Grand Lake Stream

Town News

Dave McCullough


Grand Parenting can be a great joy in life. So congratulations to David & Debbie Tobey on the birth of their first great grand -daughter Evelyn Judith Tomah.  Born January 16, 2017 at Calais Regional Hospital. Evelyn’s parent’s are Toby Tomah & Cynthia Coffin of Princeton. Grand parent’s are Tonya and Ed Tomah of Indian Township and Adelina and Darren Coffin of Peter Dana Point. 

DLLT will be starting a timber harvest near Grand Lake Stream. This harvest, to benefit white-tailed deer and other wildlife, will take place on DLLT land. Some distant noise may be heard from town and we thank everyone for their understanding while we continue to improve local wildlife habitat in the Downeast Lakes region.

ALL FLIES ARE NOT CREATED EQUAL: notes from the Hermit.  

The original fishing lures were made by early man.  Some Fred Flintstone took a small bit of sharpened bone tied in the middle with rawhide or vine and jigged with it. Called a “gorge” chocked the fish.  6000 years ago the Egyptians began making copper fish hooks.  1500 B.C. Chinese were using tiny eyeless hooks tied to the first silk lines and cast out with reed rods. Around 1500 wealthy English noblemen fished “private” streams and rivers.  They were patrolled by “fish wardens” hired to keep us common folks away.  These pioneer fly fishermen used a 20 foot bamboo rod, a 100 foot silk line and a 20 foot gut leader with a live may fly tied to the hook.  

In the early 1400s the first and most famous book on fishing was written by Dame Juliana Berners who headed the Benedictine Nunnery.  Each book had to be hand copied.  She gave excellent descriptions of trout flies, naming many including May, Dune and Drake.  In 1653 the number one angler’s of all time Isaac Walton published his classic The Complete Angler.  It described 12 kinds of artificial flies.  Some fly patterns are still being tied that were used 600 years ago.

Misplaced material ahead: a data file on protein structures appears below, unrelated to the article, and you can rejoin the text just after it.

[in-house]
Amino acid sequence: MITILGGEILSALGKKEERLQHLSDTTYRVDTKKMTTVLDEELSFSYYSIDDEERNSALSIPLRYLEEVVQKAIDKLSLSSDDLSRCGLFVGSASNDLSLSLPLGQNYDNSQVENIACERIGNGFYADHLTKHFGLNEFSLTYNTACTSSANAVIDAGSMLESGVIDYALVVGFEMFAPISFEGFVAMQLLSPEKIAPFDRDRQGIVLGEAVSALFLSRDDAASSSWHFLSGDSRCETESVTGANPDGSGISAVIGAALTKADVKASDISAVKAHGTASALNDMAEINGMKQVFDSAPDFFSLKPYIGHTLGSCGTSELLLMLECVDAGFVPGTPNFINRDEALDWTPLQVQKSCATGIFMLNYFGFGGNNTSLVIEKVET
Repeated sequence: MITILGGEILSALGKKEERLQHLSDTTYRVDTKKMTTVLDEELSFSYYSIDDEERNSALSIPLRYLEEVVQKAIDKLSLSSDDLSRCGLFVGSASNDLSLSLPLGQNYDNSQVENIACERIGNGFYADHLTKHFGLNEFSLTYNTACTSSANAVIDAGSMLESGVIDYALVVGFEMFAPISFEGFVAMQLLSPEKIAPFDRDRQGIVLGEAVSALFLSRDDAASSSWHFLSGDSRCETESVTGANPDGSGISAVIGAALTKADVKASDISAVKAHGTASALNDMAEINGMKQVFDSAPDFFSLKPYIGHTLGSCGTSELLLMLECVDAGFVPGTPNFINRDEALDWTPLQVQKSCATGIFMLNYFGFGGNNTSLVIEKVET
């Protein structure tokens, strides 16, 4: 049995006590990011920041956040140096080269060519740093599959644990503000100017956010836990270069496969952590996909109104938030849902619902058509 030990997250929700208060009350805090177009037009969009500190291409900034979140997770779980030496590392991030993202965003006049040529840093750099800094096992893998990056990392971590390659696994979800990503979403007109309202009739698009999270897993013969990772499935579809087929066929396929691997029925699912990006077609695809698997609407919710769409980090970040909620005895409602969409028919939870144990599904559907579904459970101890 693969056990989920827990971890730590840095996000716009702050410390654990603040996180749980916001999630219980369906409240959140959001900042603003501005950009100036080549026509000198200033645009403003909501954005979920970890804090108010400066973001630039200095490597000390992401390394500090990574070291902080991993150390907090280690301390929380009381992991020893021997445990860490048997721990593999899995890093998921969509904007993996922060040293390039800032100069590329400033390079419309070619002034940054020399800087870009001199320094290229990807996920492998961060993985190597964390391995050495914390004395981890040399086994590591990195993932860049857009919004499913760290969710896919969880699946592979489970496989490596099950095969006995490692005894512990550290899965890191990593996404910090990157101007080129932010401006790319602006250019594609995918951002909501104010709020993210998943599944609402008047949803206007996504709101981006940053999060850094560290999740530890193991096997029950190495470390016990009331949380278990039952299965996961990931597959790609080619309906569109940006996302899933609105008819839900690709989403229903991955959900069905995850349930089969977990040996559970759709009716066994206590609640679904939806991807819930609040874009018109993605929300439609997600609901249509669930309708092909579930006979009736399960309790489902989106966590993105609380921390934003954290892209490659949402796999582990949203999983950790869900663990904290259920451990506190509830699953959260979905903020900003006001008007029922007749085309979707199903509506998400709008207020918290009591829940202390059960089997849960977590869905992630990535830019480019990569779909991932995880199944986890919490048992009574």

On this side of the Atlantic it is reported that Indians had been fly fishing for tome centuries using clear deer hair hide strips. The English had been fly fishing since Walton but we colonials waited until the late 1800s to embrace the art.  New gear and techniques slowed acceptance by the average angler.

Old time flies were simply a gaudy bunch of hair or feathers with no attempt to imitate insects in or over streams. No longer as many creations mimic the actual insect. I can tie flies and fly cast but do neither very well.  I have learned that if I waited to do only those things I do well I wouldn’t do much.  

Thought for today:  You become what you think about.

By the way, did you realize that the likelihood of contacting food poisoning is 1 in 6 but being a compulsive shopper is 1 in 16!  (Found this thought in the Farmer’s Almanac)

The Maine Department of Agriculture, Conservation and Forestry’s Bureau of Parks and Lands announced that campground reservations for the 2017 season will open for Sebago State Park on February 1 and for all state parks on February 6. The in-season reservation notice requirements have been modified to be more customer friendly. 

“Maine State Parks attracted a record 2.87 million visitors in 2016, breaking the annual attendance record set in 2015,” said Governor Paul R. LePage. “Maine State Parks and historic sites provide year-round opportunities for people to enjoy the outdoors with family and friends. In addition to making camping reservations for the upcoming season, I encourage people to check out Winter Family Fun Days and the Ski & Snowshoe Trailers available to the public as part of the Department’s Take It Outside initiative.” 

Commissioner Walt Whitcomb attributed a record-breaking 9.5% increase in overall attendance to a number of factors occurring simultaneously.  

“In 2015, Maine State Parks had the highest attendance since 1985, with just over 2.6 million visitors” said Whitcomb. “2016 set another record because of: the recent success and popularity of year-round Maine State Park offerings and programs; favorable weather conditions; and greater public awareness of what our parks and historical sites offer visitors. Park staff continue to improve recreational and educational offerings to better serve all age groups.”

Always look forward to your news! Your humble correspondent, Dave McCullough, 207-839-4205 or